Evans also spoke to the event’s success considering the student committee was entirely responsible for the idea. “Because it went so well with just us running it, we’re hoping the College might institutionalize the program and make it part of the Williams culture,” he said.
The most notable change to the First Days programming was an alteration in the format of the yearly talk on alcohol. In previous years, the College hired a speaker to deliver an address to the newly arrived class. Budget cuts, however, compelled Dave Johnson, associate dean of the College and dean of first-year students, to instead have Junior Advisors (JAs) lead discussions with first-years in their entries. Johnson cited JA willingness and the approval of Merrill and Jean Thorndike, director of Campus Safety and Security, as support systems for the experimental approach.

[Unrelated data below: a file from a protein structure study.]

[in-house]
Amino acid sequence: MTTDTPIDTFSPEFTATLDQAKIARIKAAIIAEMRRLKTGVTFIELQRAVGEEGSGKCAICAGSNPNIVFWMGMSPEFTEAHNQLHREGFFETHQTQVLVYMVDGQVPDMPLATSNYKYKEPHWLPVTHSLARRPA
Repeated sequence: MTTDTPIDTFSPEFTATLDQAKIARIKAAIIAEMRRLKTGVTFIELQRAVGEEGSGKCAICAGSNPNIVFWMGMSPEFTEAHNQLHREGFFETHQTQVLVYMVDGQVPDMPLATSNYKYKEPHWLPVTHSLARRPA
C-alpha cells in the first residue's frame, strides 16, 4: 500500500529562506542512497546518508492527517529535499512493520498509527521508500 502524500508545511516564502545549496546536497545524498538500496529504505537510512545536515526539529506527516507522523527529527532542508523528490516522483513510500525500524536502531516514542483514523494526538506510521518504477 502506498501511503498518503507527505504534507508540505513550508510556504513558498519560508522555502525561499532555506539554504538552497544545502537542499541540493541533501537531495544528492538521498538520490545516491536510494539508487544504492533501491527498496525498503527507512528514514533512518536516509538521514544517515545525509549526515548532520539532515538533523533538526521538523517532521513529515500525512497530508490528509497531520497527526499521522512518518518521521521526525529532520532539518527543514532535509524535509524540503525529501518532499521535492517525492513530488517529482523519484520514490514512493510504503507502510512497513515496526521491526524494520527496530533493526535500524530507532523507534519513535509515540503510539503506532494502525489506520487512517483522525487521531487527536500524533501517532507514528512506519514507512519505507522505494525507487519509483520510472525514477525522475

To prepare them to lead their own entry discussions, last year’s alcohol speaker addressed JAs during their fall training session, helping them script out possible turns the dialogue could take. The College also made 26 copies of the alcohol awareness video Tell Me Something I Don’t Know, which students watched during last year’s lecture, to provide a conversation starter for each entry. Johnson said that the new format allowed the JAs to “tailor their message” and was optimistic that peer discussion would help the message sink in more clearly. “I really believe that the best way to get to students here is through other students,” Johnson said.
JA Janna Gordon ’11 also spoke to the new format’s use of conversation as an effective tool. “I think it’s much better to actually be able to discuss issues, especially ones like alcohol use that are so pertinent to entry life,” Gordon said.